The Socialist candidate, who accepted the Socialist nomination this year after notifying the Socialist convention at Reading that he did not “choose to run,” is an ordained Presbyterian minister.

He was first the Socialist nominee for President in 1928 and has been given the nomination in every presidential year since. He has twice been the Socialist candidate for Governor of New York and twice a candidate for Mayor of New York City.

He is the author of numerous books on war and political and economic subjects.

Editorial: Time for quick decisions

Editorial: German whine of innocence

Edson: Nelson-Wilson feud black eye for business

By Peter Edson

Ferguson: Youth’s yearnings

By Mrs. Walter Ferguson

In Washington –
House rejects $25 jobless pay measure

‘Liberals’ attack Senate-backed bill


America Firsters name G. L. K. Smith, Romer

Detroit, Michigan (UP) –
The America First Party last night nominated Gerald L. K. Smith of Detroit and Harry Romer of St. Henry, Ohio, as presidential and vice-presidential candidates respectively.

The nominations on first ballots followed adoption of a 40-point platform. Some 300 of 1,800 qualified delegates attended the two-day convention that adjourned last night.

Millett: Try to save marriages

Plea is made for service wives
By Ruth Millett

Ernie Pyle V Norman

Roving Reporter

By Ernie Pyle

Paris, France – (by wireless)
Eating has been skimpy in Paris through the four years of German occupation, but reports that people were on the verge of starvation apparently were untrue.

The country people of Normandy all seemed so healthy and well fed that we said all along: “Well, country people always fore best, but just wait till we get to Paris. We’ll see real suffering there.”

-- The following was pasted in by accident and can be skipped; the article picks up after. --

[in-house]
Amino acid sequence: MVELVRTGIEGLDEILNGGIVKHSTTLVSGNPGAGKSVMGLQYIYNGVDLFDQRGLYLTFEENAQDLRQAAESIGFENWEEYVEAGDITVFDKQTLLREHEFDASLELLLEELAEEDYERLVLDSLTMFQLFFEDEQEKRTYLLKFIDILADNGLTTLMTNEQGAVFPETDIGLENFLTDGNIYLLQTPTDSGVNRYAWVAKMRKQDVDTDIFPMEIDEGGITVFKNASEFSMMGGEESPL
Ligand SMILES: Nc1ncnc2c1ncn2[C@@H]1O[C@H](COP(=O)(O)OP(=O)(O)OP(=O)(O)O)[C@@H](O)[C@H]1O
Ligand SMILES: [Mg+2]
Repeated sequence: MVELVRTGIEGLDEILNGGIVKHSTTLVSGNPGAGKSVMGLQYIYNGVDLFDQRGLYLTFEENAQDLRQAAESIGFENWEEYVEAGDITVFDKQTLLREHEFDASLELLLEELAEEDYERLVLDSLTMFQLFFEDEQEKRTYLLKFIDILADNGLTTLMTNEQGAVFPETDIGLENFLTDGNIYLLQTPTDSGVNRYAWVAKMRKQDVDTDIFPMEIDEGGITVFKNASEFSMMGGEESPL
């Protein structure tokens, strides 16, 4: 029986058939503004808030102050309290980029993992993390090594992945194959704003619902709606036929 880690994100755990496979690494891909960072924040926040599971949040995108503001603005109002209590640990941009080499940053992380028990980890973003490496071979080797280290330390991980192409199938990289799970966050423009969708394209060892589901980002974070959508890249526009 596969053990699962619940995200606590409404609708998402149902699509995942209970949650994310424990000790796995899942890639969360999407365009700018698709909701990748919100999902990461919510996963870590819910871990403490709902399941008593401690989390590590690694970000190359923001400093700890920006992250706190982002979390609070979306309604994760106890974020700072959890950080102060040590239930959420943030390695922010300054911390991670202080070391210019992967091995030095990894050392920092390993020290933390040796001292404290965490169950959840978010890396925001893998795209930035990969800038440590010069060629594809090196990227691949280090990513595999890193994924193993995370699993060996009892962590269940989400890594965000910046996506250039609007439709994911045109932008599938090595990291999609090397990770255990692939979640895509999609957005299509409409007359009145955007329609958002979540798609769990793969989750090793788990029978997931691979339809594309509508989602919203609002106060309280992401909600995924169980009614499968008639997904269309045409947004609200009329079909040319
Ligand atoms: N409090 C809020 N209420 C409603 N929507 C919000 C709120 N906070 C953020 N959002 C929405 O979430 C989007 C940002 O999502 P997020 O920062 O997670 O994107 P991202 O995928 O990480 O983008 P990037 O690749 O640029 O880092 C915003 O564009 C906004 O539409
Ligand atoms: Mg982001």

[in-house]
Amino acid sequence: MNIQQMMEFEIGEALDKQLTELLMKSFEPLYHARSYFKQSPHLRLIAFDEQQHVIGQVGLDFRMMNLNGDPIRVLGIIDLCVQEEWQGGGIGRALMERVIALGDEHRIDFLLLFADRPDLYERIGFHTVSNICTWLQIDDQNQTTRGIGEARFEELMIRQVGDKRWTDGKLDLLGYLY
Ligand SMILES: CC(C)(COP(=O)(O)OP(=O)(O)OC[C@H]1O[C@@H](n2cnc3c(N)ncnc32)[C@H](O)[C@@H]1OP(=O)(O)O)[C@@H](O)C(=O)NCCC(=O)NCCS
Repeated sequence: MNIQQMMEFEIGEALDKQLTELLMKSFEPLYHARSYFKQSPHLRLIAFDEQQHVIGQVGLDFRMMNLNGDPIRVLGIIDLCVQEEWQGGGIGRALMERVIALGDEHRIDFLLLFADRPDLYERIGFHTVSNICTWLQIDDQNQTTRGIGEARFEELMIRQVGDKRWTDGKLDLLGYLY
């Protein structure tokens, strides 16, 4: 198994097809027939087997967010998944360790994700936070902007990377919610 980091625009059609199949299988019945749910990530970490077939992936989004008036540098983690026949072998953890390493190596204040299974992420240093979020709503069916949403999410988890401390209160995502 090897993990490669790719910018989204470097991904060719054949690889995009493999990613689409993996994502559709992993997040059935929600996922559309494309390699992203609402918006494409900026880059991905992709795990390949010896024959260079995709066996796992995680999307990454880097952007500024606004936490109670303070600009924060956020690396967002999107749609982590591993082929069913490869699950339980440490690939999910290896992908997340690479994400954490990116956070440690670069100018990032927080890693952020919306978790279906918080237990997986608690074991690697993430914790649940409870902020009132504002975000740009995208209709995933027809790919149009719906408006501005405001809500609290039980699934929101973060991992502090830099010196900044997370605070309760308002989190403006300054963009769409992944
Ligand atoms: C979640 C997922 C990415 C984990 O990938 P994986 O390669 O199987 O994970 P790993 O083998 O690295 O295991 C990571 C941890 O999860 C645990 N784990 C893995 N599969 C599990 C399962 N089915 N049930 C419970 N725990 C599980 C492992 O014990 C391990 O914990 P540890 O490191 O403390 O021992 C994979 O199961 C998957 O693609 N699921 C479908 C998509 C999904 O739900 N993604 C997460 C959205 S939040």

Of course, the people of Paris have suffered during these four years of darkness. But I don’t believe they have suffered as much physically as we had thought.

Certainly, they don’t look bedraggled and gaunt and pitiful, as the people of Italy did. In fact, they look to me just the way you would expect them to look in normal times.

However, the last three weeks before the liberation really were rough. For the Germans, sensing that their withdrawal was inevitable, began taking everything for themselves.

There is very little food in Paris right now. The restaurants either are closed or serve only the barest meals – coffee and sandwiches. And the “national coffee,” as they call it, is made from barley and is about the vilest stuff you ever tasted. France has had nothing else for four years.

If you were to take a poll on what the average Parisian most wants in the way of little things, you would probably find that he wants real coffee, soap, gasoline and cigarettes.

Eating problem for writers

Eating is the biggest problem right now for us correspondents. The Army hasn’t yet set up a mess. We can’t even get our rations cooked in our hotel kitchens, on account of the gas shortage.

So, we just eat cold K-rations and 10-in-l rations in our rooms. For two days most us were so busy we didn’t eat at all, and on the morning after the liberation of Paris some of the correspondents were actually so weak from not eating that they could hardly navigate.

But the food situation should be relieved within a few days. The Army is bringing in 3,000 tons of food right away for the Parisians. That is only about two pounds per person, but it will help.

In little towns only 10 miles from Paris you can get eggs and wonderful dinners of meat and noodles. Food does exist, and now that transportation is open again Paris should be eating soon.

Autos were almost nonexistent on the streets of Paris when we arrived. That first day we met an English girl who had been here throughout the war, and we drove her for some distance in our jeep. She was as excited as a child, and said that was her first ride in a motorcar in four years. We told her that it wasn’t a motorcar that it was a jeep, but she said it was a motorcar to her.

Outside of war vehicles, a few French civilian cars were running when we arrived but they were all in official use in the fighting. All of these had “FFI” (French Forces of the Interior) painted in rough white letters on the fenders, tops and sides.

Average guy didn’t fare too badly